Object Manipulation and Motion Perception: Evidence of an Influence of Action Planning on Visual Processing
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SourceJournal of Experimental Psychology B-Human Perception and Performance, 35, 4, (2009), pp. 1062-1071
Article / Letter to editor
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SW OZ DCC CO
SW OZ NICI CO
F.C. Donders Centre for Cognitive Neuroimaging
Journal of Experimental Psychology B-Human Perception and Performance
SubjectAction, intention, and motor control; DI-BCB_DCC_Theme 2: Perception, Action and Control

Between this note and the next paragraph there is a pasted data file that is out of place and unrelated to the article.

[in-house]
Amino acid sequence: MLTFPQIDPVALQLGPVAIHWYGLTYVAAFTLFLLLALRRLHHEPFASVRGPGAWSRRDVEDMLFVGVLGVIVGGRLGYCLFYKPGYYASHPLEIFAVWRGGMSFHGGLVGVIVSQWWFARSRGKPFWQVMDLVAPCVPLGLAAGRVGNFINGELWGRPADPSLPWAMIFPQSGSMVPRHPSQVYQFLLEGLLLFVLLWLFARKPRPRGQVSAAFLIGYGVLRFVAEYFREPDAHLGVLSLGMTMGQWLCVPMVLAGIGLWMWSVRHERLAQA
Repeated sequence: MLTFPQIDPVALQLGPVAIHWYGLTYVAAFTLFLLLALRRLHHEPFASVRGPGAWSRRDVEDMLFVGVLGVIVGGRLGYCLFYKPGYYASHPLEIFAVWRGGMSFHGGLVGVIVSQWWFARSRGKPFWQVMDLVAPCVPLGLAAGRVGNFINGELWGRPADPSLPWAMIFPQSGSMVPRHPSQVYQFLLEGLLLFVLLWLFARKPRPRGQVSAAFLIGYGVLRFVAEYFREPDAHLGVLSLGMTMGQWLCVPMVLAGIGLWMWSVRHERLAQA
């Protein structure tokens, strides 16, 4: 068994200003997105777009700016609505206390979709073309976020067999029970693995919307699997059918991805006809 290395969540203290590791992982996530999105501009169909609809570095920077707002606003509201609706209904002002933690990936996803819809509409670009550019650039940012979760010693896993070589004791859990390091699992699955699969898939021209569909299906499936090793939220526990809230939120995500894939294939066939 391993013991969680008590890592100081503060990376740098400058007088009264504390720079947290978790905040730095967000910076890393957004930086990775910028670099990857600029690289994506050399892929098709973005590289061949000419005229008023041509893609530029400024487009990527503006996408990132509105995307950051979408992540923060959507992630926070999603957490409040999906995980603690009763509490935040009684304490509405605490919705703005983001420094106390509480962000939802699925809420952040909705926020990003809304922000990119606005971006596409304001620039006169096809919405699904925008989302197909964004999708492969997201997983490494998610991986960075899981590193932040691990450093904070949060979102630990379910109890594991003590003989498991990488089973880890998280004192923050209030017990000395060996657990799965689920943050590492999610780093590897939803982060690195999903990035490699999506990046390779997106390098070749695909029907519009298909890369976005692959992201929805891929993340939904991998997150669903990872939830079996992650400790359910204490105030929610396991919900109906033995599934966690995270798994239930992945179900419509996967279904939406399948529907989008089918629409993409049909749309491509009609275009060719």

In 3 experiments, the authors investigated the bidirectional coupling of perception and action in the context of object manipulations and motion perception. Participants prepared to grasp an X-shaped object along one of its 2 diagonals and to rotate it in a clockwise or a counterclockwise direction. Action execution had to be delayed until the appearance of a visual go signal, which induced an apparent rotational motion in either a clockwise- or a counterclockwise direction. Stimulus detection was faster when the direction of the induced apparent motion was consistent with the direction of the concurrently intended manual object rotation. Responses to action-consistent motions were also faster when the participants prepared the manipulation actions but signaled their stimulus detections with another motor effector (i.e., with a foot response). Taken together, the present study demonstrates a motor-visual priming effect of prepared object manipulations on visual motion perception, indicating a bidirectional functional link between action and perception beyond object-related visuomotor associations.
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